Triangular Fibrocartilage Complex Injuries – The Wrist
A wrist and hand injury can have a large impact on our ability to complete activities of daily living, as well as work commitments and hobbies, meaning that appropriate rehabilitation is really important for the long-term ability to participate in these activities!
What is the TFCC?
The TFCC is a ligamentous and cartilaginous structure in the wrist that is very important in supporting the bony structures when bearing load. It is really important in supporting the forearm bones (radius and ulna), when grasping or rotating the arm. Injury to this structure can result in chronic pain or instability.
- Falling on an outstretched hand
- Excessive arm rotation (forced, or fall on an already rotated arm)
- Overuse (degenerative tears can occur in older people)
- Pain at the base of the pinky finger
- Pain worsens as the wrist is bent from side to side
- Painful clicking with movement
- Loss of grip strength
- Inability to weight-bear through the affected upper limb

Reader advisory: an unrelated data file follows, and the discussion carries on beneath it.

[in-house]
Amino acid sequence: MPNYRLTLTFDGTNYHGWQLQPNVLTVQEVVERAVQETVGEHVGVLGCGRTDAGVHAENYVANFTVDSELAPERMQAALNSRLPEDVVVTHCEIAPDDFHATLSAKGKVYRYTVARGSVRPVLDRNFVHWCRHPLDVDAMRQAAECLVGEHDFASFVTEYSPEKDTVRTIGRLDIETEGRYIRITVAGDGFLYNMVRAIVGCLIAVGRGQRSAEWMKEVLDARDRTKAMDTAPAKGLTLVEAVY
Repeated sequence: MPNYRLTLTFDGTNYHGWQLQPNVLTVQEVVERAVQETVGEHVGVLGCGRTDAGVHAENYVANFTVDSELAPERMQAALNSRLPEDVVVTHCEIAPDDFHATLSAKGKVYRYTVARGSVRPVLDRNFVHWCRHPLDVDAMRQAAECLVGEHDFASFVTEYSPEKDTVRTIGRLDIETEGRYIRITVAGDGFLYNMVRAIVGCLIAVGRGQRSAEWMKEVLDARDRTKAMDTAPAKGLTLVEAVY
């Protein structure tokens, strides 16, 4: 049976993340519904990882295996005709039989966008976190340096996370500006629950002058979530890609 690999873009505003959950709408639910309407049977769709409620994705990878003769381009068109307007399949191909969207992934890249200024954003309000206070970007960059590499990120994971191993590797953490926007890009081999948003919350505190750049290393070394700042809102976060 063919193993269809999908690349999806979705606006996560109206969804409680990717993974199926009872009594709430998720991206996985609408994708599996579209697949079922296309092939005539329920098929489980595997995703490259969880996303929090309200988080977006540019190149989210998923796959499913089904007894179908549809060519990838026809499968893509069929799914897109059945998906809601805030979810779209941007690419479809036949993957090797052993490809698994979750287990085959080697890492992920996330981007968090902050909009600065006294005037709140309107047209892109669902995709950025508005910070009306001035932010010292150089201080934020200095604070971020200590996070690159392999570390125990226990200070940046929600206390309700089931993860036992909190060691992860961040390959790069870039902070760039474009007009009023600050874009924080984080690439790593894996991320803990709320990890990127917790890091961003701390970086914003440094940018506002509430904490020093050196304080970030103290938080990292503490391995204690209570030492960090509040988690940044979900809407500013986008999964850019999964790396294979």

Diagnosis most often occurs through careful examination of the wrist, but the gold standard for a diagnosis is an MRI. Often, patients may be referred for imaging to rule out fractures or other more serious injuries.
Treatment of a TFCC injury can vary quite significantly depending on the injury.
Initially, conservative management includes a period of rest and de-loading to allow for tissue healing. This is often achieved via splinting for 3-6 weeks dependent on the severity of the injury. After tissue healing has occurred, rehabilitation is required to work on regaining range of motion and strength, to return to activities of daily living, manage pain and prevent recurrence of injury. Exercises will include general mobility exercises as well as strengthening exercises.
Exercises may include:
- Isometrics (static holds in pronation, extension and ulnar deviation)
- Pronation/supination with dumbbell (forearm rotation strength)
- Wall-push up (helps to strengthen load tolerance)
- Grip strength exercises
Sometimes, for a highly severe injury, surgery is required to ensure stability in the joint. This may result in several weeks of immobilisation whilst the tissues are healing, and then an extensive rehab program to ensure strength and range of motion is re-gained. Rehabilitation may be overseen by a general physiotherapist or a specialist physiotherapist of the hand/wrist.